Spring Mountain Road System

Access to this area is covered on pages 313-4 in the book.


Access to Big Windy Peak, Sheep Mountain and Trail Peak can be accomplished via the Spring Mountain Canyon road system. These roads were built by miners. To reach the road from ID-28 turn west off the highway 5.0 south of Gilmore summit. The road is signed for the Hahn Town Site. This road system reaches the Lemhi crest and connects with a west side road that comes up Squaw Creek. See [(C)(6.2)] on page 318. Be forewarned, there are no guardrails and lots of exposure to steep slopes. There is no cell coverage and a tow will cost you a fortune. Careless driving could cost you your life.

Looking out on a rock garden of a road.

Looking out on a rock garden of a road.

The roads have Forest Service identification numbers but keep in mind that they are old mining roads and there is no regular maintenance. In fact, I cannot find anything on the National Forest site mentioning this road system. These roads are rough, 4WD roads that will test driving skills and eat up your tires and your undercarriage if you do not have skid plates. Having said this, I must mention meeting a guy who drove his Honda CRV with street tires from the Little Lost River Valley to Hahn. He did say, “if I had the sense God gave a golf ball,” he would not have done it. Having driven the road in a Toyota Sequoia, I am not sure how he did it.

Above, Hahn, the road becomes extremely rocky in spots. The second right leads up Quartzite Canyon FS-918 and eventually over the crest where it meets up with the Spring Mountain Canyon Road. In 2015, the Quartzite Canyon Road was the roughest of the two roads and in one spot my skid plates came into use. It took me about 1.2 hours to climb to the crest in 4WD low range. An AWD is not a 4WD. You need a true 4WD, all terrain tires with multi-ply side walls and skid plates.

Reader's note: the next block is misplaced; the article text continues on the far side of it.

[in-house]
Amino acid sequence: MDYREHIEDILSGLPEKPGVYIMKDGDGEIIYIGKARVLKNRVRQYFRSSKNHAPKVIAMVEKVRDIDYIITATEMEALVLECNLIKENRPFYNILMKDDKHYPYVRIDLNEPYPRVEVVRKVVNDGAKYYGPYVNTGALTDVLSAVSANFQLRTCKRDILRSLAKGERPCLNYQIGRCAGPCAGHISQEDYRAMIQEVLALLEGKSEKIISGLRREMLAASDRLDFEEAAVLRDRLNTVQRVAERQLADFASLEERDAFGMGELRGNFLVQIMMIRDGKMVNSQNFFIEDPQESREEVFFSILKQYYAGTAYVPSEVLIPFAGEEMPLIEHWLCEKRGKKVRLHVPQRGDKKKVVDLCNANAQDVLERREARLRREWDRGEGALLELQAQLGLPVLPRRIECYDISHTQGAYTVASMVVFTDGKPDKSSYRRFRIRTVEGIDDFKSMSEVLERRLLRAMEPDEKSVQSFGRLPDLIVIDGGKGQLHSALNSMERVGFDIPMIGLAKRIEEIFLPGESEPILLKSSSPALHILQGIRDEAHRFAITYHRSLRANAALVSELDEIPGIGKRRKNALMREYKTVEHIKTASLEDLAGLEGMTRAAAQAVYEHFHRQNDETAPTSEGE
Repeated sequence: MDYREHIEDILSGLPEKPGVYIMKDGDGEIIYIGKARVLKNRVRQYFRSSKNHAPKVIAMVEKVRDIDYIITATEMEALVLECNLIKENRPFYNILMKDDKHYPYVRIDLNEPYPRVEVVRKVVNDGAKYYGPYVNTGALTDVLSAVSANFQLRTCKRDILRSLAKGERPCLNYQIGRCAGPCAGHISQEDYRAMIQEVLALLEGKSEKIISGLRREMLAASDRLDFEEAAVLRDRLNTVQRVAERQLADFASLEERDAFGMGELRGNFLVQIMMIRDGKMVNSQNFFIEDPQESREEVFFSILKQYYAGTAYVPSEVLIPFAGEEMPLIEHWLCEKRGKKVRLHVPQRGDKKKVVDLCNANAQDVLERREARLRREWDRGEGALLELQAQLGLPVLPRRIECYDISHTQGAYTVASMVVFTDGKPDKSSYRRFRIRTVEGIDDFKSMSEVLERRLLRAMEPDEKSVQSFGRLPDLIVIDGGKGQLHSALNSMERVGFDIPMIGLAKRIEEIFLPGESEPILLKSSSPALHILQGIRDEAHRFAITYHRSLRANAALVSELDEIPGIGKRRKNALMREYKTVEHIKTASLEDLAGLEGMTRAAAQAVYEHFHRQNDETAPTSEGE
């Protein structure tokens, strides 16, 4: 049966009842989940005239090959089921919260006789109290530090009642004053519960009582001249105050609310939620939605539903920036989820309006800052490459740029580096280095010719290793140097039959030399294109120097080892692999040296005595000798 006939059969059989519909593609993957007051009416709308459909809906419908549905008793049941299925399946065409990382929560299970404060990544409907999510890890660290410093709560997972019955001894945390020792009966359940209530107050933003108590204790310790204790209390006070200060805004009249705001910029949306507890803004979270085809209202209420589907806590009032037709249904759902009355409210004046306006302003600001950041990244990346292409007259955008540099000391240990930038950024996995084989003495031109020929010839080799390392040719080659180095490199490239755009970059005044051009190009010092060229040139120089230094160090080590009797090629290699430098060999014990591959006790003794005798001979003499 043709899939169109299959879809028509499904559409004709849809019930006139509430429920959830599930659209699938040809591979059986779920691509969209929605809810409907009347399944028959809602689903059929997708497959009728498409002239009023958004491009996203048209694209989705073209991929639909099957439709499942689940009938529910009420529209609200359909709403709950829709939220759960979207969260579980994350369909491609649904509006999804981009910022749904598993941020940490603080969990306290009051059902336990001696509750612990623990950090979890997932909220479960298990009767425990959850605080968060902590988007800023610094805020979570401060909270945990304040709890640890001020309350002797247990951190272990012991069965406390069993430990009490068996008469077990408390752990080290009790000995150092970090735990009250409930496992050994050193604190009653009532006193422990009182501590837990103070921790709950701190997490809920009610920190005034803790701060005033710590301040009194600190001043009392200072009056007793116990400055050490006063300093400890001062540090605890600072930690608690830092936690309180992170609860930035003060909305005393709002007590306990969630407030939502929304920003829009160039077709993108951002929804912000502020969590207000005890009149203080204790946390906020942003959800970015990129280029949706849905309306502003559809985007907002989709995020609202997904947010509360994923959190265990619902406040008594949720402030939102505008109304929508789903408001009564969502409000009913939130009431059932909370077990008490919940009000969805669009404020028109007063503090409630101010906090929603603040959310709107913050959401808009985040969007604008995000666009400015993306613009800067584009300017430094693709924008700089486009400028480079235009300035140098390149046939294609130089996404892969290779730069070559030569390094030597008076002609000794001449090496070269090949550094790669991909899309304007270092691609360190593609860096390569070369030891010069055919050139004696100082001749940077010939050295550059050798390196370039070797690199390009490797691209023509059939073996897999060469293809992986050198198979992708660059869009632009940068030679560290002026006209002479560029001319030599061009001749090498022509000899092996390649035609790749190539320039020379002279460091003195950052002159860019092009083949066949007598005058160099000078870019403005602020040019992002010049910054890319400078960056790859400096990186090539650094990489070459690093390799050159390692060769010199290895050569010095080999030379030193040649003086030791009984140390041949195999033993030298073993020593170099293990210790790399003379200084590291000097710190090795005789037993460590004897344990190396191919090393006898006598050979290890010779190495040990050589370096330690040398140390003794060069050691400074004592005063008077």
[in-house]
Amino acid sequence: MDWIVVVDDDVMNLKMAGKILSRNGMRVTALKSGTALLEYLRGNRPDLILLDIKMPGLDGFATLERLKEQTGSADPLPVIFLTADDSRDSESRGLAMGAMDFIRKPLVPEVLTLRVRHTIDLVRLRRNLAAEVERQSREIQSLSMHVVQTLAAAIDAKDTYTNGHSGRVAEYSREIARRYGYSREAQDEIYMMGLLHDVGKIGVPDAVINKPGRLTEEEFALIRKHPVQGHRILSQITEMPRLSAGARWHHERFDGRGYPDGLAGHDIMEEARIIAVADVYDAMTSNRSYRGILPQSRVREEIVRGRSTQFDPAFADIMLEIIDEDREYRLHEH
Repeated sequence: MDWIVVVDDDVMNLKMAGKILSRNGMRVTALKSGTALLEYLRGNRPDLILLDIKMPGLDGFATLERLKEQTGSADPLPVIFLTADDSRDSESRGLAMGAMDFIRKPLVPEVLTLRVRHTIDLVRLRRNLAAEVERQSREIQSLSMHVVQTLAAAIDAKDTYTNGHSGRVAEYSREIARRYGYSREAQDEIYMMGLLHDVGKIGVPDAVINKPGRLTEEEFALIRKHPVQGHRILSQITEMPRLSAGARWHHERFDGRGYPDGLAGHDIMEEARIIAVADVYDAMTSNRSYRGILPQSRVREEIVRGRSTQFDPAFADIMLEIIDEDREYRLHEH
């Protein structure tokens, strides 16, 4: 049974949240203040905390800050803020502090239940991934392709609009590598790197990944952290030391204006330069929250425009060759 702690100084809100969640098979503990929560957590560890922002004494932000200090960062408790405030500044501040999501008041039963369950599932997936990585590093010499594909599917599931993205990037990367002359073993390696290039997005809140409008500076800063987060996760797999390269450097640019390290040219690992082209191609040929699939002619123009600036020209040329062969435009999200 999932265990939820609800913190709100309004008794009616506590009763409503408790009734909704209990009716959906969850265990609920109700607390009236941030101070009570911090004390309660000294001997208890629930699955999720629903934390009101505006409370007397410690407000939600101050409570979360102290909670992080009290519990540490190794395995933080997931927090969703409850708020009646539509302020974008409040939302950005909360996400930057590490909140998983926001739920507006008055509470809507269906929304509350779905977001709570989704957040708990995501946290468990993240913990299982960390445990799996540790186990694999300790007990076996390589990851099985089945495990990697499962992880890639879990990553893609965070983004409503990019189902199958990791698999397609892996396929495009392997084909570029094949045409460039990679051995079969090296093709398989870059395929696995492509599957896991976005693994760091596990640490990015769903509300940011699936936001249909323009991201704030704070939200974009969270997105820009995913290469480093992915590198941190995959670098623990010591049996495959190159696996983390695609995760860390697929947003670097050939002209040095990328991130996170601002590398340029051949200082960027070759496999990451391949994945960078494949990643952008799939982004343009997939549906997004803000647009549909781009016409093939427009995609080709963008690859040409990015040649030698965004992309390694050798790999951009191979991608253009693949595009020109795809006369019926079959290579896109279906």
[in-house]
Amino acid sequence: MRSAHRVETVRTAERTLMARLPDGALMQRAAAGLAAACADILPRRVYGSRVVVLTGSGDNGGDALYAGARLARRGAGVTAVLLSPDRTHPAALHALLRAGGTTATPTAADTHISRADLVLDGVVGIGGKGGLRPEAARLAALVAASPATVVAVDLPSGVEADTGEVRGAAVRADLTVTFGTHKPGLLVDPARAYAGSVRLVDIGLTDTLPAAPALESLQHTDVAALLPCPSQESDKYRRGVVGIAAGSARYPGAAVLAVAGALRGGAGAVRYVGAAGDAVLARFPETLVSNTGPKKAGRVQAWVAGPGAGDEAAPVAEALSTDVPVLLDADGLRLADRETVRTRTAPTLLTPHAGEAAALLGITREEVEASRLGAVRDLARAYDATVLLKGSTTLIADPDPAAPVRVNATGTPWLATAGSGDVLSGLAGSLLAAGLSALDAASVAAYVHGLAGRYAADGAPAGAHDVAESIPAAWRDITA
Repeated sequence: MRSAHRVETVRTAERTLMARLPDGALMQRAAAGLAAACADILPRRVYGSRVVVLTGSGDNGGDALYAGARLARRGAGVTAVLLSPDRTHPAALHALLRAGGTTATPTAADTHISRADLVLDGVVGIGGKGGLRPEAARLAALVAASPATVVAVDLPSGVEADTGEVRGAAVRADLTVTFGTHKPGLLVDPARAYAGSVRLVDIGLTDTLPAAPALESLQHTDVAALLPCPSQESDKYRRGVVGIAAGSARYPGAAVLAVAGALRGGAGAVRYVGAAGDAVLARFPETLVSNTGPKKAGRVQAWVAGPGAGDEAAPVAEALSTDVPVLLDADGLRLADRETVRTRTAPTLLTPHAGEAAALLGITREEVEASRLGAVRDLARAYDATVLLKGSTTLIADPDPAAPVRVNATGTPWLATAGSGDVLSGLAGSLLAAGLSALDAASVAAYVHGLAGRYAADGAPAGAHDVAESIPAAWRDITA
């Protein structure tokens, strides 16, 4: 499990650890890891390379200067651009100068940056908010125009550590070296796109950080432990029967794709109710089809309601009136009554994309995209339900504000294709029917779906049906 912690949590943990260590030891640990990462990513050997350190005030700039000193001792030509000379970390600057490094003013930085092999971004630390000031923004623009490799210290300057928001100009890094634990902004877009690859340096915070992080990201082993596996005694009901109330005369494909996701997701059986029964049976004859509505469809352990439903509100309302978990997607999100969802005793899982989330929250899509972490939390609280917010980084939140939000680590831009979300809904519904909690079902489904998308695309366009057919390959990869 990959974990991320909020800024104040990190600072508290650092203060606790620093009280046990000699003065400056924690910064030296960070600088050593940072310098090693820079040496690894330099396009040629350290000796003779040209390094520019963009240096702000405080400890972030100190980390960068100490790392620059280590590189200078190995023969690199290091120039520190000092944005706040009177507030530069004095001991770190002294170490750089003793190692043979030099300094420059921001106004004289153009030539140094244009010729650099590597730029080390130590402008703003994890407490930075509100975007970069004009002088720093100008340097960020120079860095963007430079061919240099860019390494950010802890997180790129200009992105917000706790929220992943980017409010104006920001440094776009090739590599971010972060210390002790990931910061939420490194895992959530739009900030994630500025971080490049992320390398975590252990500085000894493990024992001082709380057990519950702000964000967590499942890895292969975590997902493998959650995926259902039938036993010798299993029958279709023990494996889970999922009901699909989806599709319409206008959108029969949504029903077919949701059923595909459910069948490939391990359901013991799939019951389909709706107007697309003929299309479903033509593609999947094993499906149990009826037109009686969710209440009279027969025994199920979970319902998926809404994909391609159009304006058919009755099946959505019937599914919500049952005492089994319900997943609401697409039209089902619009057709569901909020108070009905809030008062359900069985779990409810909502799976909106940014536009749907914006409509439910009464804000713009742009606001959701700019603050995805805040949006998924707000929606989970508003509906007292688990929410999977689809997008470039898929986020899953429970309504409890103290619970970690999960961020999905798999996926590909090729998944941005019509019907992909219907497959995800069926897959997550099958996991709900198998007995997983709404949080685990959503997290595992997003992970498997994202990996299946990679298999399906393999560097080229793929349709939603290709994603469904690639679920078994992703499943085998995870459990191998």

The main Spring Mountain Canyon Road has a few hundred yards of good road but is mostly rocky. I descended the road in 4WD low range the entire way to save my brakes and tires.

Spring Mountain Canyon Roads Are shown on this map. Just because a road is shown does not mean it is passable.

Spring Mountain Canyon Roads Are shown on this map. Just because a road is shown does not mean it is passable.

I recommend taking the Spring Mountain Canyon Road over the Quartzite Canyon Road based on my experience. Larry Prescott prepared this GPS Track of the,route,which will take you to the summit in 6.75 miles with

I recommend taking the Spring Mountain Canyon Road over the Quartzite Canyon Road based on my experience. Larry Prescott prepared this GPS Track of the route which will take you to the summit in 6.75 miles with 3,100 feet of elevation gain.

This Google Earth image shows the upper portion of the Spring Mountain Canyon Road. The Quartzite Canyon Road is off,the image to the left.

This Google Earth image shows the upper portion of the Spring Mountain Canyon Road. The Quartzite Canyon Road is off,the image to the left.

There are only a few smooth sections bit the views are always great along the road. Ray Brooks Photo

There are only a few smooth sections but the views are always great along the road. Ray Brooks Photo

The highest point on the Spring Mountain Canyon Road is just north of the summit of Big Windy Peak. This photo shows the road reading the crest on the right side and proceeding north around the high point to,eventually meet with the Quartzite Canyon Road.

The highest point on the Spring Mountain Canyon Road is just north of the summit of Big Windy Peak. This photo shows the road reading the crest on the right side and proceeding north around the high point to,eventually meet with the Quartzite Canyon Road.

Winter Access.

John Platt and  Robbins climbed Big Windy Peak during the winter utilizing this road system. They avoided the upper Spring Mountain Canyon Road’s upper stretches where it crosses steep slopes due to the avalanche danger. See their trip reports which are linked on the Big Windy Peak page. I suspect these roads see a lot of snowmobile use in the winter.

Dan Robbins on the Spring Mountain Canyon Road during a winter ascent of Big Windy Peak. John Platt Photo

Dan Robbins on the Spring Mountain Canyon Road during a winter ascent of Big Windy Peak. John Platt Photo